An effective inventory management software helps a business to determine the optimal level of inventory it needs to maintain without running out of stock. The demand forecasts are accurate, unlike manual calculations where the chances of error are extremely high. Further, such levels of inventory ensure that the holding costs are not too high.
Also, effective inventory management software makes the order fulfillment process seamless. An efficient order fulfillment means shorter lead times, an increase in perfect order percentage, an increase in inventory turnover ratio, and hence a decrease in inventory carrying cost.
Besides, an e-commerce business can customize the inventory management software based on the number of SKUs a business can handle. Thus, a business can keep a track of each SKU and determine the performance of each of the SKUs.
As a result, an e-commerce business can get rid of products that are non-performing. Likewise, it can increase the supply of performing products to generate higher revenues and to earn greater profits.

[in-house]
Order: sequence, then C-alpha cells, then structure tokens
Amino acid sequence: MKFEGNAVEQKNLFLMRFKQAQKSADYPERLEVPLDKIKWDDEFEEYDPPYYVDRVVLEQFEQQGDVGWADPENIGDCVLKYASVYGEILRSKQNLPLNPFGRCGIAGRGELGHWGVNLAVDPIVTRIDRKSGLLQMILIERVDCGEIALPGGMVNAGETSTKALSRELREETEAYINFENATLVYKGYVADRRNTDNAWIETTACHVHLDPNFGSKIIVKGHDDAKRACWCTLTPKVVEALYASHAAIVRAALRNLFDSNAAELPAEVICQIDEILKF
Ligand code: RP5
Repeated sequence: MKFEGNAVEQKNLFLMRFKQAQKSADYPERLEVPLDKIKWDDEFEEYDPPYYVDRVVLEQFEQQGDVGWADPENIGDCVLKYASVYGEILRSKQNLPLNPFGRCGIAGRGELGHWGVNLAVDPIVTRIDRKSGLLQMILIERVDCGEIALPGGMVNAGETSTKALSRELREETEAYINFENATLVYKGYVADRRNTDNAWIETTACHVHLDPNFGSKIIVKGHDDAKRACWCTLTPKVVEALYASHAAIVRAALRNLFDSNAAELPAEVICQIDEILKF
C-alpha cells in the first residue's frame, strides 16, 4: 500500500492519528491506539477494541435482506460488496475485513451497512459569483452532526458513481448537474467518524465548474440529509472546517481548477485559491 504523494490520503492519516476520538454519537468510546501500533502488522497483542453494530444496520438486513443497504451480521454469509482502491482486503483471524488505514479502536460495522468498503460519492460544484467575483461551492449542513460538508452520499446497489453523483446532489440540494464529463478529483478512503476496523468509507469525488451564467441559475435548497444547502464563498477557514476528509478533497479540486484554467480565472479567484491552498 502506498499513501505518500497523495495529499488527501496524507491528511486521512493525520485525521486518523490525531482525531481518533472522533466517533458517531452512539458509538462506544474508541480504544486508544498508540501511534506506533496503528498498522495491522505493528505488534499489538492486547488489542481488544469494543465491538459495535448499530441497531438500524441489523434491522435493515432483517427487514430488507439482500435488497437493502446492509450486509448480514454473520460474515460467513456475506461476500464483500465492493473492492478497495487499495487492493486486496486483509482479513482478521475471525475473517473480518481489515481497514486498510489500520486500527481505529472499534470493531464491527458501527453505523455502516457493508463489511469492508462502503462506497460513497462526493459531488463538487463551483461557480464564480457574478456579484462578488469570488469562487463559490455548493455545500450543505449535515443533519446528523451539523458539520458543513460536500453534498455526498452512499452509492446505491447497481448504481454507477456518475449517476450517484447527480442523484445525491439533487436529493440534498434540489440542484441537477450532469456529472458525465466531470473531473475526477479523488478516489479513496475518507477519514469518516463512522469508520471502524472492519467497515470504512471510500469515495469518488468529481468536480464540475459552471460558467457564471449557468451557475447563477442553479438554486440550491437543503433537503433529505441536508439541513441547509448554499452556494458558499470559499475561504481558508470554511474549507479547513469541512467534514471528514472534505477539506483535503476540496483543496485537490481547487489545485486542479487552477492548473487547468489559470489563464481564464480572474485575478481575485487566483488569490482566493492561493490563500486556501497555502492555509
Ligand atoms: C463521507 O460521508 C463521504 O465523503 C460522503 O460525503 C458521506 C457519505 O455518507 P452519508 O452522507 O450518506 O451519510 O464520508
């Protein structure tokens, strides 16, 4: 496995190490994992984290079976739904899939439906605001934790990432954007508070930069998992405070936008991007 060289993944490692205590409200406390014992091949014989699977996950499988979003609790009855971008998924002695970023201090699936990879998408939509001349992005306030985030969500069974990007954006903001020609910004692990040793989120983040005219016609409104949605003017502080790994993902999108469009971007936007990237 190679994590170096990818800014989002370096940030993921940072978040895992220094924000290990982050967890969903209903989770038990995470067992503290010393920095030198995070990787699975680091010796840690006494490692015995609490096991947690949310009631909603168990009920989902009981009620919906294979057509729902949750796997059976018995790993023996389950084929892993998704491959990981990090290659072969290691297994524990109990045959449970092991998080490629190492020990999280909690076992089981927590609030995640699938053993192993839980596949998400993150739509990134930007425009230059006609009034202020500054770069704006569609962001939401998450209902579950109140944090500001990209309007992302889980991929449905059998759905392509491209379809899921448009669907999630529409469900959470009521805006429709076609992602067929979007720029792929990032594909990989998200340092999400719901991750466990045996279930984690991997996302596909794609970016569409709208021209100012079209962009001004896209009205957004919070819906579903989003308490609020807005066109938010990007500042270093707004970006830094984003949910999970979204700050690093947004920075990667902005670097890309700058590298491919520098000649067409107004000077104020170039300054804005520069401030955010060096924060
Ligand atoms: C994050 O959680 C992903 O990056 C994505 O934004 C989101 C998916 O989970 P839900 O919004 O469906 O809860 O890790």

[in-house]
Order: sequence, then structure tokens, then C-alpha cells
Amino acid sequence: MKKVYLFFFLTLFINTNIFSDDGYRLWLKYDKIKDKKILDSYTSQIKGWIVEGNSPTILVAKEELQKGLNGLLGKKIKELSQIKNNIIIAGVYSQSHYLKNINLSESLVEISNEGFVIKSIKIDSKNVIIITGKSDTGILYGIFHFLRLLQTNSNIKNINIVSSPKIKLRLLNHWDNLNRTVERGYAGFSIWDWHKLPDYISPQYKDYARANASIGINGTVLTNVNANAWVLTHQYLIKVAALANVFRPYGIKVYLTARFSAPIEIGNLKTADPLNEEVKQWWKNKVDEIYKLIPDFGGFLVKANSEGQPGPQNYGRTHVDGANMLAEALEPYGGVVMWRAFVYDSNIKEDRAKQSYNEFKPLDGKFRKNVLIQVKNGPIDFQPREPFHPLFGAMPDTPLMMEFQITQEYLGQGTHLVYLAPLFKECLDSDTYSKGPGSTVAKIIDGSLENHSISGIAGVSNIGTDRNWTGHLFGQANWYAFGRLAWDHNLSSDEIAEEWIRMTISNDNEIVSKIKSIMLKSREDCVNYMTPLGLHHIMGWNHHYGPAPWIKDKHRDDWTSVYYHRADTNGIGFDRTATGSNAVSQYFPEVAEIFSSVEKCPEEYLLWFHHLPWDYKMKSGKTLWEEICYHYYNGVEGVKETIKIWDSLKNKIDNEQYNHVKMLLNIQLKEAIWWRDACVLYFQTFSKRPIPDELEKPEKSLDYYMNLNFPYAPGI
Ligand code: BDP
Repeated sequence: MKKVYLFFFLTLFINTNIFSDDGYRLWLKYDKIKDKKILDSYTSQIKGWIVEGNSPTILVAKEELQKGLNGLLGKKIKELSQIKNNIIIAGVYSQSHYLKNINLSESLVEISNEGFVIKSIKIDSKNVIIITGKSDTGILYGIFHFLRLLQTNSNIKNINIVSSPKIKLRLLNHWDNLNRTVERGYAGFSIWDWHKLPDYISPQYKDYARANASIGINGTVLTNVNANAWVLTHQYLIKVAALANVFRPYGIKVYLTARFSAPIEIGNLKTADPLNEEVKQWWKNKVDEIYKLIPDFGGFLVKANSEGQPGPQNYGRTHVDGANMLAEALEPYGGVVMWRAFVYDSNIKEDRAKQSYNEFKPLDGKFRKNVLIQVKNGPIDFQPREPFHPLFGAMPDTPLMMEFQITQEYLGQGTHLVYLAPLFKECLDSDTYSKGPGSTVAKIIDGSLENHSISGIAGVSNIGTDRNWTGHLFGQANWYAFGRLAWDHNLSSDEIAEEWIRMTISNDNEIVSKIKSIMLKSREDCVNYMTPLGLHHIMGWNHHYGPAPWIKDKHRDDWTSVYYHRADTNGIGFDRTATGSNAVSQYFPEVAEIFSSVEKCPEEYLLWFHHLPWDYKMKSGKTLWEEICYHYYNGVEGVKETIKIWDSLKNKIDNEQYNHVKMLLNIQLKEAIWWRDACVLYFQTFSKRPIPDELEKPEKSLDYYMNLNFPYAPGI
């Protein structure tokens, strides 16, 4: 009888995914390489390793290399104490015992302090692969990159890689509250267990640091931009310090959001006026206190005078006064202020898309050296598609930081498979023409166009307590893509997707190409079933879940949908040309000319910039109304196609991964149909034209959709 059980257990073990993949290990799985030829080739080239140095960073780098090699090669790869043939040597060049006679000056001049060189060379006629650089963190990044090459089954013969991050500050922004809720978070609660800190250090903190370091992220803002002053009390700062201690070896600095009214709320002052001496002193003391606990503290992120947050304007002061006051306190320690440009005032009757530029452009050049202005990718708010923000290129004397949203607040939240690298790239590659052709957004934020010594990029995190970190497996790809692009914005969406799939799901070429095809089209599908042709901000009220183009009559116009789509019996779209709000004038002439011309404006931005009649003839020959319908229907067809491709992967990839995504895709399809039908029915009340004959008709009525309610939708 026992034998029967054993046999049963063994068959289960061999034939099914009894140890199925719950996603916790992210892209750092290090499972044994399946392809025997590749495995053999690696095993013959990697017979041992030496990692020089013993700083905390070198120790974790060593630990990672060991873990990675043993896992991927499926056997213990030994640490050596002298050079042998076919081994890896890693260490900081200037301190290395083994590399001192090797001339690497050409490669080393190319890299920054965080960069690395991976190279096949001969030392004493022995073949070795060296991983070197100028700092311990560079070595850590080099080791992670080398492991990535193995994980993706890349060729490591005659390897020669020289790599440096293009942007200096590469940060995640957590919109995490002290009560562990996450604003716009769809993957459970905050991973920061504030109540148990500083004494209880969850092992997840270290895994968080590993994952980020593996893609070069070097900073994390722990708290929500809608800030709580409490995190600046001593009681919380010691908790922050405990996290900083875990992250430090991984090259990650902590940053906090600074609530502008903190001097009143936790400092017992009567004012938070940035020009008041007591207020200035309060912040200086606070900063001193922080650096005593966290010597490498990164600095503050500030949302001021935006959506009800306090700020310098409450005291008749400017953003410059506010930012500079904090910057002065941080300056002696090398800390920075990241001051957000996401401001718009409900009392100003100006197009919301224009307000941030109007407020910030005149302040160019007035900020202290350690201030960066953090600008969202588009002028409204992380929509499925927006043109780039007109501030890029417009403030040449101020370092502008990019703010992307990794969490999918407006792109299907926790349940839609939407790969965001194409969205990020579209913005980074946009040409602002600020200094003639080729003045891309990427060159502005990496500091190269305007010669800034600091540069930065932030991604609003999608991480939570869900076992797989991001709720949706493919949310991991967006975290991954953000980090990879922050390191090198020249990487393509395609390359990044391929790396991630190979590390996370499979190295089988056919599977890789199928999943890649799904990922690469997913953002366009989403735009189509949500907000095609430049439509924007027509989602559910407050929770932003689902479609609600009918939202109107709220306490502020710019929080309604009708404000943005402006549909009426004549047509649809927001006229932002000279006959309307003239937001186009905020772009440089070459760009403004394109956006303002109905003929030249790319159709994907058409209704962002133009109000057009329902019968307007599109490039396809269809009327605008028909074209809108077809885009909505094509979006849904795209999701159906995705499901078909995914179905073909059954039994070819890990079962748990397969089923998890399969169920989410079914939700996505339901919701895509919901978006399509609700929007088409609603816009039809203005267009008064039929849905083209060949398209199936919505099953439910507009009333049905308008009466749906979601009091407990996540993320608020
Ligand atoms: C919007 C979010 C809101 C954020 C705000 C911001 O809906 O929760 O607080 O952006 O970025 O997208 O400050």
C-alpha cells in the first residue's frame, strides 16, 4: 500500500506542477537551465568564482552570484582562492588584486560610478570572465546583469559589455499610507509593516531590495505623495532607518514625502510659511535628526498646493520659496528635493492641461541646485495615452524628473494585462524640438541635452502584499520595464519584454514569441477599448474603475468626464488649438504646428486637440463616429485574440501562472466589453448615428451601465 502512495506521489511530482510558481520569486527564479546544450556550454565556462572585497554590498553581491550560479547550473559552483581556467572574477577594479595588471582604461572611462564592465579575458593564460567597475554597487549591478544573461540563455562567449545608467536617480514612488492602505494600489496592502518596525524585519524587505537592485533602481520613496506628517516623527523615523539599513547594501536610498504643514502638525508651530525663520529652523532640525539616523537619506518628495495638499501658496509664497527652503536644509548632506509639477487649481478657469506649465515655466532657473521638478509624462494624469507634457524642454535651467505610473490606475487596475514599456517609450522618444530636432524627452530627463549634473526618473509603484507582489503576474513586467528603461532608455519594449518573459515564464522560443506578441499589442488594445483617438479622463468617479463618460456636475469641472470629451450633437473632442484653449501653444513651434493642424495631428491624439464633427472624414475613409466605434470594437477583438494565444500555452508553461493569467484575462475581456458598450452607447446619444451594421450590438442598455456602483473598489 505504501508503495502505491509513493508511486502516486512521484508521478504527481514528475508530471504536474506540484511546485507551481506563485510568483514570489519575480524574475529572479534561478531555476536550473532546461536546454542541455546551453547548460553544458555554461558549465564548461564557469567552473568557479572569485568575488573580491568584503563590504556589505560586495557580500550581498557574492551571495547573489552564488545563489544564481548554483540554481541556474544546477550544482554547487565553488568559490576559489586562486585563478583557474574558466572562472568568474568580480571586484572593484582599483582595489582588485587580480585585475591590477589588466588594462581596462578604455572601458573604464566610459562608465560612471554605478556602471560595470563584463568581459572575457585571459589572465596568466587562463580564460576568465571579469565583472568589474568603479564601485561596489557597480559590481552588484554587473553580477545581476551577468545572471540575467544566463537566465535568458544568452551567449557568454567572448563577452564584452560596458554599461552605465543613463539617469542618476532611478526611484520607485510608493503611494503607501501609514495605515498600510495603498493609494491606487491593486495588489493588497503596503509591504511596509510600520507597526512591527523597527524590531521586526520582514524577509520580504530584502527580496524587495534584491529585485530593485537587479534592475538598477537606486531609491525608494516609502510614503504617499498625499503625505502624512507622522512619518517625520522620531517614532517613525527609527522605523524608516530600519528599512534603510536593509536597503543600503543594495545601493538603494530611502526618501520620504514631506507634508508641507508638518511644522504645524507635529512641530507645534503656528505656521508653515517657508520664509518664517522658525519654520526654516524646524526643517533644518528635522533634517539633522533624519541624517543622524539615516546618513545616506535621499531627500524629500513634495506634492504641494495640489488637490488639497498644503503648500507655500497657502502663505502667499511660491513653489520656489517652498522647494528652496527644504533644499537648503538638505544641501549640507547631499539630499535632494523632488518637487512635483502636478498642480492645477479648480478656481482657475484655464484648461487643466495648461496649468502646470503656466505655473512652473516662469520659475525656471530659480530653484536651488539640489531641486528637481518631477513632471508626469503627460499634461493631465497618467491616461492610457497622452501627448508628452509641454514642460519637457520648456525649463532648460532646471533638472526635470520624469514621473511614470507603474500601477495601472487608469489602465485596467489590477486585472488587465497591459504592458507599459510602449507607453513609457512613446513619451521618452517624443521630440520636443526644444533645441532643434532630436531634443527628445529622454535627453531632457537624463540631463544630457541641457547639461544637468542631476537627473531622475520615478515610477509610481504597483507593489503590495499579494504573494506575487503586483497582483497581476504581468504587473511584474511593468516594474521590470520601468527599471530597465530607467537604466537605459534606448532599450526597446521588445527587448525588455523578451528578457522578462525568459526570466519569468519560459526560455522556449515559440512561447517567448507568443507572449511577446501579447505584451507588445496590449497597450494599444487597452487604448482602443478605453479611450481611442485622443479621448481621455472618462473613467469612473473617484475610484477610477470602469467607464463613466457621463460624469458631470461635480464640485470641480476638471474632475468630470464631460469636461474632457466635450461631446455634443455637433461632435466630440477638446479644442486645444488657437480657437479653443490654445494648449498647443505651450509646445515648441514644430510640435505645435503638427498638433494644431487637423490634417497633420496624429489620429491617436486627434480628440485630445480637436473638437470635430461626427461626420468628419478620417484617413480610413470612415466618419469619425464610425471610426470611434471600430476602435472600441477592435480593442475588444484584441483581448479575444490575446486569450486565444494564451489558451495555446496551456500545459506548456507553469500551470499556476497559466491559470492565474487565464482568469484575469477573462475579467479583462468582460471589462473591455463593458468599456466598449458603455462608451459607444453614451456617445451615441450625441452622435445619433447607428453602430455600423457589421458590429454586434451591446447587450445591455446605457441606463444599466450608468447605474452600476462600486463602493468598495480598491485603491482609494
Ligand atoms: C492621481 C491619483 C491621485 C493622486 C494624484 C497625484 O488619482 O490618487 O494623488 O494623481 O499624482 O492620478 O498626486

2. Enter Into Long-Term Contracts With Suppliers
An e-commerce business must also consider finding suppliers with whom they can deal for a longer period of time. Such a long-term commitment will help the minimum amount of a product a customer must order for the business to be willing to fulfill the order. MOQ sometimes referred to as minimum order size, can be measured in either units or dollars. Whichever best helps the business achieve its target gross profit margin.
Businesses that operate in an online marketplace or manufacturing markets are the most likely to use MOQ. This allows them to avoid receiving low-value orders and ensure they recoup their inventory carrying cost.